Paul Lamb has been almost completely paralyzed for more than 20 years of his 58 years, and he’s had enough. In the latest right to die debate to hit the U.K., Lamb has joined forces with the family of “locked-in” syndrome sufferer Tony Nicklinson — whose waged a public battle to end his life and died last August after his petition for assisted suicide was rejected. “In my mind the severely disabled are being blatantly discriminated against,”Nicklinson’s wife told BBC Breakfast. “Why shouldn’t they have the same rights as everyone else? There would obviously be huge safeguards put in place so that people are protected.”
In a statement made to the court, Lamb said he has been in pain for 23 years and needs 24-hour care. Because he is so extensively paralyzed, he would need a doctor’s assistance to end his life. But any such assistance would be considered as homicide, according to BBC legal correspondent Clive Coleman. Lamb claims that he is not depressed and just wants to end his life in a dignified way, with his loved ones around him, reports the BBC.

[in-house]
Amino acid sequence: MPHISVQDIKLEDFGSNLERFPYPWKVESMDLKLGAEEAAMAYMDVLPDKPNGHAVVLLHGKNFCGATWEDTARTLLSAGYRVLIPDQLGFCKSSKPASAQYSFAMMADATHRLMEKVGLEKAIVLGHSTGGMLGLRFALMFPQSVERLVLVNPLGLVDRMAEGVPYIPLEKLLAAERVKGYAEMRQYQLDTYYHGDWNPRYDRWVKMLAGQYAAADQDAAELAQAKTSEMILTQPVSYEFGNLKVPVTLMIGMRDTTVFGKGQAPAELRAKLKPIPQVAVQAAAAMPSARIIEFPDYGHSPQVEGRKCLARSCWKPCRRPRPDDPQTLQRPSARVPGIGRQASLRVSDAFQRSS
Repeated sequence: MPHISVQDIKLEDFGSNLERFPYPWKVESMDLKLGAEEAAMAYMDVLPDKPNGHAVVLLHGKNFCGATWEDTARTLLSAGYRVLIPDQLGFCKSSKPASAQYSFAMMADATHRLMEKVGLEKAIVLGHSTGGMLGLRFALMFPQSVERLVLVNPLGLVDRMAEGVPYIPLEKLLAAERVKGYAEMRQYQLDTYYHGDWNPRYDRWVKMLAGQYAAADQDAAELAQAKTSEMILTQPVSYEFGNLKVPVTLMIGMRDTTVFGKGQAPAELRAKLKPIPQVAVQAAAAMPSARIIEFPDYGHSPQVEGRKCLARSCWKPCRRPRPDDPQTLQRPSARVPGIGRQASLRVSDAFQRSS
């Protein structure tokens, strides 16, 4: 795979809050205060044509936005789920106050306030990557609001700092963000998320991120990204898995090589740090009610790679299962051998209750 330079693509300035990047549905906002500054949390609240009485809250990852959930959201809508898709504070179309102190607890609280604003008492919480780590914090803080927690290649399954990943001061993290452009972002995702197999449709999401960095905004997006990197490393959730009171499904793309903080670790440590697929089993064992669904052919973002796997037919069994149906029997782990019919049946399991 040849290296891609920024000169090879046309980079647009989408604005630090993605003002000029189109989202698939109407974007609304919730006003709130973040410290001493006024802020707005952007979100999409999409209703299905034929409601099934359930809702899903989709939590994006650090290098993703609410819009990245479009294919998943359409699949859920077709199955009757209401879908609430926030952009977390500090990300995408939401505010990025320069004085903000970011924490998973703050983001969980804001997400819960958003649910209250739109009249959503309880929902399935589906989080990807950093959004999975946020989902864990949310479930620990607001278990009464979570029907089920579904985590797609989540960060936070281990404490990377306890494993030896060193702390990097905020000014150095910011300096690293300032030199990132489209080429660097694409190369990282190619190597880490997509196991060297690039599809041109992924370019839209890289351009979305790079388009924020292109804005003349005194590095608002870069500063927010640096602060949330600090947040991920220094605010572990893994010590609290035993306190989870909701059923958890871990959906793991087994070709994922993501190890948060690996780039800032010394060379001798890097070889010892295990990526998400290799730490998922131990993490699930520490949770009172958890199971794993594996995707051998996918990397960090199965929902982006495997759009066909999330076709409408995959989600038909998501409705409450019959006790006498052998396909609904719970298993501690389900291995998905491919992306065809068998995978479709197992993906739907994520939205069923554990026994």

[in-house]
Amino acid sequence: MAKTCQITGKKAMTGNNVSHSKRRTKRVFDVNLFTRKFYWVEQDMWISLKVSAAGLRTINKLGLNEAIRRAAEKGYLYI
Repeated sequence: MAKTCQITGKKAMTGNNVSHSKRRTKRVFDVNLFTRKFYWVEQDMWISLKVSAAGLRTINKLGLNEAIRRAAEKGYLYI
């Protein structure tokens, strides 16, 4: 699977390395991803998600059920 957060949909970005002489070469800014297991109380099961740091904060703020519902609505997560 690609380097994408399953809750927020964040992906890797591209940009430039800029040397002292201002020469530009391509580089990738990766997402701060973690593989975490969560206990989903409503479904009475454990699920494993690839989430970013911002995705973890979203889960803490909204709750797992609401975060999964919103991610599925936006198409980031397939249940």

In response to Lamb’s appeal, an anti-euthanasia group, Care Not Killing, said in a statement: “We must not allow ourselves to be swayed by his tragic personal circumstances into welcoming a legal change that would have such dangerous repercussions for so many vulnerable elderly and disabled people.”
A British court will hear Lamb’s and Nicklinson’s cases next month. The BBC reports that Lamb is asking for a judicial ruling that any doctor who killed him would have a defense of acting to stop intolerable suffering. In England, assisted suicide is illegal and those convicted can be sentenced up to 14 years in prison.
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